Germany’s most notorious gun manufacturer, Heckler & Koch, has vowed never again to sell weapons to non-NATO and EU countries – though it has not announced the strategy. It is the first arms firm ever to do this.
Read it in Deutsche Welle
Heckler & Koch, the German company whose guns have been estimated to kill one person every 13 minutes, has quietly changed its strategy to become effectively the world’s most ethical gun maker.
But instead of announcing the apostasy in a press release, the company buried it towards the end of its yearly auditor’s report – and then confirmed it on questioning by shareholders at the annual general meeting in mid-August. A H&K spokesman confirmed the report to DW by email on Thursday, saying, “Heckler & Koch chose a new strategy in spring 2016. As a consequence we have withdrawn from the crisis regions of the world.”
The notes on page 3 of the annual report, published in March, read, “we are not seeking to take part in new tenders in non-green countries.” “Green countries” are defined by company’s the own criteria, based on three classification systems: NATO membership or being a “NATO-equivalent country” (Japan, Australia, New Zealand, and Switzerland), Transparency International’s corruption index, and the Economist Intelligence Unit’s democracy index.
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This means that H&K has become the first arms company in the world to have a more moral arms export policy than its own government (the German Economy Ministry declined to offer a statement or interview partner in time for this article) – and will not be selling weapons to Saudi Arabia, Egypt, the United Arab Emirates, Oman, and even Turkey (despite its membership in NATO), or any African country.
Not only that, the company has even agreed to “seriously discuss” the possibility of setting up a “victims’ fund” for families who had been killed with H&K weapons – which would also be unprecedented among the world’s gun-makers. Details about how that would work remain unclear, however.
An absurd AGM
H&K said in its report that its executive directors had made the decision “in alignment with the principles of the German Federal Government governing the export of small arms and light weapons” – even though those principles – ethical guidelines drawn up by the German government for approving arms deals – are not legally binding and usually ignored by the government.
Though the new course had already been plotted, no one appears to have noticed it until August 15, when it was confirmed at H&K’s annual general meeting in a small “wellness hotel” in the tiny village of Sulz am Neckar in southern Germany.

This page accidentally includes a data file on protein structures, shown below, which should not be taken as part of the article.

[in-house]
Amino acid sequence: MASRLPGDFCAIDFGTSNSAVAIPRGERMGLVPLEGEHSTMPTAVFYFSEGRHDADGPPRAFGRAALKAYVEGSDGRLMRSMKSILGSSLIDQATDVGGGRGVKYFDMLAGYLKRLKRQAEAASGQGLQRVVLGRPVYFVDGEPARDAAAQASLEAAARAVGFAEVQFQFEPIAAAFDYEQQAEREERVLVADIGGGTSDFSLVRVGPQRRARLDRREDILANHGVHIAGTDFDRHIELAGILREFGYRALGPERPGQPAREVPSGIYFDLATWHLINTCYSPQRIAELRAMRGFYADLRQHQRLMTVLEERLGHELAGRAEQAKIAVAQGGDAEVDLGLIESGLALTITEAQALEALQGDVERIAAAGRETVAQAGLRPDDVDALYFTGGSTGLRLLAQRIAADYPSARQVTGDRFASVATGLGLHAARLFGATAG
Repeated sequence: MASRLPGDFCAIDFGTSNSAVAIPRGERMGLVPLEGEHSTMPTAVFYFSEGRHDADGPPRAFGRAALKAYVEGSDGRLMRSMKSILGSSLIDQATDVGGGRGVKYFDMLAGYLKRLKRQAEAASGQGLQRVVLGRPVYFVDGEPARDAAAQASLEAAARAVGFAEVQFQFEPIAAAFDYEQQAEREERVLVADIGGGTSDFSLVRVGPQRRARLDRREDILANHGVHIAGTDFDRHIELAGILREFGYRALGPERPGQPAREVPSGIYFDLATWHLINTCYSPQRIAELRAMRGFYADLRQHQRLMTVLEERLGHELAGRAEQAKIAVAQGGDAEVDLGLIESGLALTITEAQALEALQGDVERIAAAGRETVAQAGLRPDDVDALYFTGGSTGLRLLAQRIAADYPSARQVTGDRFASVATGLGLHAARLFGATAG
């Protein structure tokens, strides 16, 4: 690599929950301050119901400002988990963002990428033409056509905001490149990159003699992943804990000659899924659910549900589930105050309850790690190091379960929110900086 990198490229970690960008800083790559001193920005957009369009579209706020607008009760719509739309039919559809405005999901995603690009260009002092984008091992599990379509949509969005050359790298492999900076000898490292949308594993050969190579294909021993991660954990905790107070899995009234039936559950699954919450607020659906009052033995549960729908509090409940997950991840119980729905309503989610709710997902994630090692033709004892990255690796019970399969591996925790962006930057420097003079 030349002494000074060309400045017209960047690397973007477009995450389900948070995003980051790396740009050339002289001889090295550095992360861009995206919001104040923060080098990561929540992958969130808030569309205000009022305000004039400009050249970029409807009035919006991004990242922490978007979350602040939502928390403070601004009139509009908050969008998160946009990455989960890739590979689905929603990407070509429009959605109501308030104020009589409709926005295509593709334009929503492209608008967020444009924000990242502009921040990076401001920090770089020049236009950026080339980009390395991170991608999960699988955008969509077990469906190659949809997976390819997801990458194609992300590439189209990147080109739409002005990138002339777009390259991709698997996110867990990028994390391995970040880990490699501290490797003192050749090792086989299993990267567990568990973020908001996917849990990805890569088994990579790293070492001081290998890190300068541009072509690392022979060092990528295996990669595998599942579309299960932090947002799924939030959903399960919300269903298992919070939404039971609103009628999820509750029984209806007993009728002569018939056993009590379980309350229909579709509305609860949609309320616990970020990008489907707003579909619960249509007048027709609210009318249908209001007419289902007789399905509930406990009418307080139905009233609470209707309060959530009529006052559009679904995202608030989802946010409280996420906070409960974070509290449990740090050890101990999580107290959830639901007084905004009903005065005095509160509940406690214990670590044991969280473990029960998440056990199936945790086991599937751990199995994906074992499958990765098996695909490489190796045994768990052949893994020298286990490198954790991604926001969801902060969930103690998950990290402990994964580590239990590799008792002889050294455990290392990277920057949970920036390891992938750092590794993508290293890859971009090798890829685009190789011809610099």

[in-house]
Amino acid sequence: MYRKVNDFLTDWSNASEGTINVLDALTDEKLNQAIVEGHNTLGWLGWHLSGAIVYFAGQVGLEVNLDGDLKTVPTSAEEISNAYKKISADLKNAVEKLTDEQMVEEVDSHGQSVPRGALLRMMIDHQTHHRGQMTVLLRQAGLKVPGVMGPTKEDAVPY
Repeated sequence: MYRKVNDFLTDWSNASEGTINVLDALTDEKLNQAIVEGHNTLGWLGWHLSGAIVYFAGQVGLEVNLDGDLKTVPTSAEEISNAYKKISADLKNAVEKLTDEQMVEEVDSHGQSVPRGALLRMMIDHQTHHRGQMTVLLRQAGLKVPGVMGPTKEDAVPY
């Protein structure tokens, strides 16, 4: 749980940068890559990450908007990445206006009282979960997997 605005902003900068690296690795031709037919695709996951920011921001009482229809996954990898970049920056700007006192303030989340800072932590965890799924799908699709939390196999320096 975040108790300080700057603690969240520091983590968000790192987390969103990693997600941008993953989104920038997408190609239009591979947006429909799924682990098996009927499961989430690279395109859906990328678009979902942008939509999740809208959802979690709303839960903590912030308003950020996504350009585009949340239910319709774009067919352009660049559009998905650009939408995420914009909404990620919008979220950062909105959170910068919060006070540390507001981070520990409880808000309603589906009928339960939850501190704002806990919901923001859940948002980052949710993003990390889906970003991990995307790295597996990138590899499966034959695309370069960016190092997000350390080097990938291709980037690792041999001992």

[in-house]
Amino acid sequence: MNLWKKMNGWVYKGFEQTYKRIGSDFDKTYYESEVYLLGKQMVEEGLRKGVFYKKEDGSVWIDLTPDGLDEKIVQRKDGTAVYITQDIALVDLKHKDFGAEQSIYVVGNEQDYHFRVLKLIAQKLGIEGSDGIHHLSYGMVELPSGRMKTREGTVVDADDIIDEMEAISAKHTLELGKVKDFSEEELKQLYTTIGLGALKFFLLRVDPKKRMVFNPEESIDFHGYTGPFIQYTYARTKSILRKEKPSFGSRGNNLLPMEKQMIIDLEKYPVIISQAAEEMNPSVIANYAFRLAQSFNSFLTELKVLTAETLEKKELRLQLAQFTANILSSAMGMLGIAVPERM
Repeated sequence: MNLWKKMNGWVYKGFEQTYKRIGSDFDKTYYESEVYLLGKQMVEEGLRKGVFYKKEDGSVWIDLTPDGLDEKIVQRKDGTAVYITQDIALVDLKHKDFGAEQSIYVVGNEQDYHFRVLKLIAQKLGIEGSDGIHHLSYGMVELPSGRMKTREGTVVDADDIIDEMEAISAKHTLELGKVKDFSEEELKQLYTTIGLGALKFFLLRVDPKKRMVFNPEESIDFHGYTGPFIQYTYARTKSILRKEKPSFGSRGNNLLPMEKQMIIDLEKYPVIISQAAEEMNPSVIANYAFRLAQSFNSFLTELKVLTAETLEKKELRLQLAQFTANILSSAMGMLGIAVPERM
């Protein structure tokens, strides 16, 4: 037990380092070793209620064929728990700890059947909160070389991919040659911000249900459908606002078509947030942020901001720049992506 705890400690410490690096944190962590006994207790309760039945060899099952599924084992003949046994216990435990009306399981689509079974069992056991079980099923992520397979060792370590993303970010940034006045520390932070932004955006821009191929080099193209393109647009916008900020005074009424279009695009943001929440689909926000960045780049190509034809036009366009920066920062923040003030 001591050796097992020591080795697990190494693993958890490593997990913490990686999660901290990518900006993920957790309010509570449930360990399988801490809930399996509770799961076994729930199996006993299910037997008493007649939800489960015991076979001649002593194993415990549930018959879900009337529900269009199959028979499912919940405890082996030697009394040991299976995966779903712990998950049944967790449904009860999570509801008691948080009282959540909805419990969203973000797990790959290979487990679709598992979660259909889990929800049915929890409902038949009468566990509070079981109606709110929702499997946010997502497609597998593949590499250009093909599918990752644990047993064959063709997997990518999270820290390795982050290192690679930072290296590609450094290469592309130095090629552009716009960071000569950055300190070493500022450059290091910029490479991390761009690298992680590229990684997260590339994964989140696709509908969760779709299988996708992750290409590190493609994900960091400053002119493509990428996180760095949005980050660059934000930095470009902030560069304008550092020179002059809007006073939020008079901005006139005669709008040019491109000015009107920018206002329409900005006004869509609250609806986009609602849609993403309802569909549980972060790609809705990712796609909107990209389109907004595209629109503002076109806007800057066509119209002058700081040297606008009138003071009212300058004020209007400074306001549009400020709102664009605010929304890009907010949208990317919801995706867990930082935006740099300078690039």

Though reporters were excluded from the meeting – indeed from even entering the grounds of the hotel – seven peace activists were allowed to attend because they had strategically bought single shares in the company. “It was pretty absurd,” said Jürgen Grässlin, one of the activists and spokesman for the anti-arms trade campaign “Aktion Aufschrei – Stoppt den Waffenhandel!” (“outcry action – stop the arms trade!”)
The protesters made up more than a third of the 18 or so shareholders who attended. None of the regular shareholders spoke, and the most important of them, the investor and H&K co-owner Andreas Heeschen, who owns 51 percent of the shares, sent a representative who did not identify himself during the meeting.
Using your rights
The campaigners proceeded to make use of their shareholders’ right to ask questions at the AGM – and spoke for 70 minutes about the damage that H&K’s guns have inflicted on the world in its six-decade history.
H&K’s impact on the world’s conflicts has been massive. The G3 assault rifle alone, first produced in 1958 and once the German soldier’s standard weapon, has been licensed to, among others, Iran, Saudi Arabia, Pakistan, Turkey, and Mexico – from which millions of them have found their way into dozens of conflicts around the world and into the hands of virtually every terrorist group. Grässlin has estimated that an average of one person has been killed every 13 minutes by an H&K weapon since the company’s foundation in 1949.
To the activists’ surprise, the company chairmen sitting in the small room in the hotel listened patiently to all 110 questions the “critical shareholders” had brought along, answered the ones they could, and asked for a half-hour break to prepare more thorough responses.
The upshot was that supervisory board chairman Dieter John confirmed to Grässlin on the day, and then again by phone this Wednesday, that the company would no longer sell weapons into conflict zones “and all promises from the AGM would be kept.”
Grässlin claimed the result as a huge success for Germany’s peace movement. “In the past decades we have applied immense pressure on Heckler & Koch on the level of non-violent action, publications in books and film, as well as legal measures up to and including criminal charges,” he said. “That is now showing an effect.”
The company has indeed been the focus of much media attention in Germany in the past few years. This culminated in a documentary and feature film double bill about H&K aired on primetime public television in September 2015, which centered on the company’s illegal sale of G36 rifles to Mexicobetween 2006 and 2009. Several former H&K employees are under state investigation over the affair – though the investigation has taken some seven and a half years.
Perhaps for that reason, Grässlin underlined that these good intentions would remain “under scrutiny.” He also had other caveats – one of H&K’s biggest markets is the US domestic market, which of course remains fair game for the new strategy.